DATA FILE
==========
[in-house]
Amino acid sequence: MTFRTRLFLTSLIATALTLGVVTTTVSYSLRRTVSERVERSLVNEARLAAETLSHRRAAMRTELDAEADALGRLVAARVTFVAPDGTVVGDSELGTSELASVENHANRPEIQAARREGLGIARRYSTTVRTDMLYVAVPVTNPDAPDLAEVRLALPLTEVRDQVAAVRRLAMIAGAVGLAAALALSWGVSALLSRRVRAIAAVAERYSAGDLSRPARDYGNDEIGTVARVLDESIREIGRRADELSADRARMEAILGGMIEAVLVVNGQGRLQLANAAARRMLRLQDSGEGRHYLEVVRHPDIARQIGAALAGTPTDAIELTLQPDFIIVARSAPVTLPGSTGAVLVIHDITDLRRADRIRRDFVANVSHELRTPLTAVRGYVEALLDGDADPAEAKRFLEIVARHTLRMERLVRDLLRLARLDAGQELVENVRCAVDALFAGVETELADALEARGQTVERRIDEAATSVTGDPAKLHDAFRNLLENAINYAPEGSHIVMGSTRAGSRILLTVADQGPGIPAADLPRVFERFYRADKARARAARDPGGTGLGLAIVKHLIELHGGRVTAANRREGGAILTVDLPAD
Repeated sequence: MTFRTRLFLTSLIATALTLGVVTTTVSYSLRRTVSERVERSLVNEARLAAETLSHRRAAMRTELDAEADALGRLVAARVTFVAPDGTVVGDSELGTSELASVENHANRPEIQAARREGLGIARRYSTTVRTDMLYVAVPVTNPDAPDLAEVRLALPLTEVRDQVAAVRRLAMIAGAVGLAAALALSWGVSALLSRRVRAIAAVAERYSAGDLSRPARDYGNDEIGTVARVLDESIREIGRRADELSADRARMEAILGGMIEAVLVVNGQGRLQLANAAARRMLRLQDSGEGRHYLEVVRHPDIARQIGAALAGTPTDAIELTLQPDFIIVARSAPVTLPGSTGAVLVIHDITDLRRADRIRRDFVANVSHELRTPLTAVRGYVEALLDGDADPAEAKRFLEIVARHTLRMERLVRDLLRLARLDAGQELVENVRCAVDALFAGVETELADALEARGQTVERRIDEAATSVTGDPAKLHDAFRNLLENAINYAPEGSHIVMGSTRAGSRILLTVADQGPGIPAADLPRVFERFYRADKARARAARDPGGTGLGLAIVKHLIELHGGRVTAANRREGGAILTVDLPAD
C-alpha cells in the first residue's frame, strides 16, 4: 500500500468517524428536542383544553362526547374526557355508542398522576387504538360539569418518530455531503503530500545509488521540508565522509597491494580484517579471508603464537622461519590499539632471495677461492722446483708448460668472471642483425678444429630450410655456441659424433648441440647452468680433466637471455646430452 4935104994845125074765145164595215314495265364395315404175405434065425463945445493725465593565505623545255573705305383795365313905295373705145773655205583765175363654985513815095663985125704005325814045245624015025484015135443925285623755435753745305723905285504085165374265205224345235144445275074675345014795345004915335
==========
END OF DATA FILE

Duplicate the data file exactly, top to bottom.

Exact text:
[in-house]
Amino acid sequence: MTFRTRLFLTSLIATALTLGVVTTTVSYSLRRTVSERVERSLVNEARLAAETLSHRRAAMRTELDAEADALGRLVAARVTFVAPDGTVVGDSELGTSELASVENHANRPEIQAARREGLGIARRYSTTVRTDMLYVAVPVTNPDAPDLAEVRLALPLTEVRDQVAAVRRLAMIAGAVGLAAALALSWGVSALLSRRVRAIAAVAERYSAGDLSRPARDYGNDEIGTVARVLDESIREIGRRADELSADRARMEAILGGMIEAVLVVNGQGRLQLANAAARRMLRLQDSGEGRHYLEVVRHPDIARQIGAALAGTPTDAIELTLQPDFIIVARSAPVTLPGSTGAVLVIHDITDLRRADRIRRDFVANVSHELRTPLTAVRGYVEALLDGDADPAEAKRFLEIVARHTLRMERLVRDLLRLARLDAGQELVENVRCAVDALFAGVETELADALEARGQTVERRIDEAATSVTGDPAKLHDAFRNLLENAINYAPEGSHIVMGSTRAGSRILLTVADQGPGIPAADLPRVFERFYRADKARARAARDPGGTGLGLAIVKHLIELHGGRVTAANRREGGAILTVDLPAD
Repeated sequence: MTFRTRLFLTSLIATALTLGVVTTTVSYSLRRTVSERVERSLVNEARLAAETLSHRRAAMRTELDAEADALGRLVAARVTFVAPDGTVVGDSELGTSELASVENHANRPEIQAARREGLGIARRYSTTVRTDMLYVAVPVTNPDAPDLAEVRLALPLTEVRDQVAAVRRLAMIAGAVGLAAALALSWGVSALLSRRVRAIAAVAERYSAGDLSRPARDYGNDEIGTVARVLDESIREIGRRADELSADRARMEAILGGMIEAVLVVNGQGRLQLANAAARRMLRLQDSGEGRHYLEVVRHPDIARQIGAALAGTPTDAIELTLQPDFIIVARSAPVTLPGSTGAVLVIHDITDLRRADRIRRDFVANVSHELRTPLTAVRGYVEALLDGDADPAEAKRFLEIVARHTLRMERLVRDLLRLARLDAGQELVENVRCAVDALFAGVETELADALEARGQTVERRIDEAATSVTGDPAKLHDAFRNLLENAINYAPEGSHIVMGSTRAGSRILLTVADQGPGIPAADLPRVFERFYRADKARARAARDPGGTGLGLAIVKHLIELHGGRVTAANRREGGAILTVDLPAD
C-alpha cells in the first residue's frame, strides 16, 4: 500500500468517524428536542383544553362526547374526557355508542398522576387504538360539569418518530455531503503530500545509488521540508565522509597491494580484517579471508603464537622461519590499539632471495677461492722446483708448460668472471642483425678444429630450410655456441659424433648441440647452468680433466637471455646430452 4935104994845125074765145164595215314495265364395315404175405434065425463945445493725465593565505623545255573705305383795365313905295373705145773655205583765175363654985513815095663985125704005325814045245624015025484015135443925285623755435753745305723905285504085165374265205224345235144445275074675345014795345004915335